Motor Mounting Height is an important factor in achieving optimal performance. The motor should be as high as possible without ventilating or loss of water pressure. This minimizes the effect of hydrodynamic drag while underway, allowing for greater speed. Generally, the antiventilation plate should be about the same height as, or up to two inches higher than, the keel.

The ideal trim angle is the one in which the boat rides level, with most of the hull on the surface instead of plowing through the water.

If the motor is trimmed out too far, the bow will ride too high in the water. With too little trim, the bow rides too low.

The optimal trim setting will vary depending on many factors including speed, hull design, weight and balance, and conditions on the water (wind and waves).

See also:

Tilt and Trim for Small Engines
Small Outboard Engine Tilt and Trim: Theory and Practice
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Old 26-10-2009, 18:56   #7
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dammit

Thanks all for your responses.

Cavitation might make sense given that the worst behavior was exhibited with the largest following swell encountered.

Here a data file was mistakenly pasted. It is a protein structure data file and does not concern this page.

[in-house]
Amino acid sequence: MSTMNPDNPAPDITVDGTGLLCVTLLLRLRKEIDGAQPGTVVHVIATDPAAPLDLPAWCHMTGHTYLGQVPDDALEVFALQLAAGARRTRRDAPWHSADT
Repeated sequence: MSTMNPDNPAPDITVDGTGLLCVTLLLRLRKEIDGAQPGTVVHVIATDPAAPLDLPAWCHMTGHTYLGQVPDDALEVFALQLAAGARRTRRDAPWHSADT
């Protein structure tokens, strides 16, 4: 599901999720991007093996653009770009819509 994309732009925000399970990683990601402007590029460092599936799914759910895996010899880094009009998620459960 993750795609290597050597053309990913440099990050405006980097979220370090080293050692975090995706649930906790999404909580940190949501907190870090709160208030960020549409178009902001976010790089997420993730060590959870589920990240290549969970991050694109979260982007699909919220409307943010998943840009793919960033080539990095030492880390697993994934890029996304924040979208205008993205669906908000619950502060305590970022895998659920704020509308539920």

It also makes some sense as while this was happening I was peering over the back of the boat and thinking that the little built in wing above the prop was rather higher against the transom than looked correct.

Not sure if this makes me happy or sad. Now I have a motor with a short shaft that may be too long and will need to replace it to get the most out of the RIB. Unless I could fix this by getting one of those big trim tabs added.

-Tom
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Old 27-10-2009, 01:52   #8
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"As we travelled back the rev surges and power drops became more frequent. Eventually I realised that they coinicded with getting up to higher (but steadily reducing) speed. For the last 10 minutes we couldn't maintain a plane."

This sounds like a spun prop to me. Cavitation would occur under pretty much the same condittions not steadily reducing speed.

I am assuming you were backing down the throttle each time the RPMs surged and then the boat would go again, abeit a slower pace each time.